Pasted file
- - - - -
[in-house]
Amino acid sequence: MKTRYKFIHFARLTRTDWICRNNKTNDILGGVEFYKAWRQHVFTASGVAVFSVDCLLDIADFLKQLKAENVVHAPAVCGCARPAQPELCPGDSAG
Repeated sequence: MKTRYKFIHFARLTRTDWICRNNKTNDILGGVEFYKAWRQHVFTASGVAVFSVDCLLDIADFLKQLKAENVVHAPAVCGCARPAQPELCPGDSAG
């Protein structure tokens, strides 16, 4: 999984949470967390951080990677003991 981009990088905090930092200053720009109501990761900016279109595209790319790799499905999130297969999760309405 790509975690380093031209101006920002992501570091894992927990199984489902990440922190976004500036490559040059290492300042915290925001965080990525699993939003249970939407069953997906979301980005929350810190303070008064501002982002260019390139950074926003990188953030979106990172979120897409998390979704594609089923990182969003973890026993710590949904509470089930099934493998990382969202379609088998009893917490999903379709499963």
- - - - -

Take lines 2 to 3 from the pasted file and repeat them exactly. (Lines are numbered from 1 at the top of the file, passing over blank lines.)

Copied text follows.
Amino acid sequence: MKTRYKFIHFARLTRTDWICRNNKTNDILGGVEFYKAWRQHVFTASGVAVFSVDCLLDIADFLKQLKAENVVHAPAVCGCARPAQPELCPGDSAG
Repeated sequence: MKTRYKFIHFARLTRTDWICRNNKTNDILGGVEFYKAWRQHVFTASGVAVFSVDCLLDIADFLKQLKAENVVHAPAVCGCARPAQPELCPGDSAG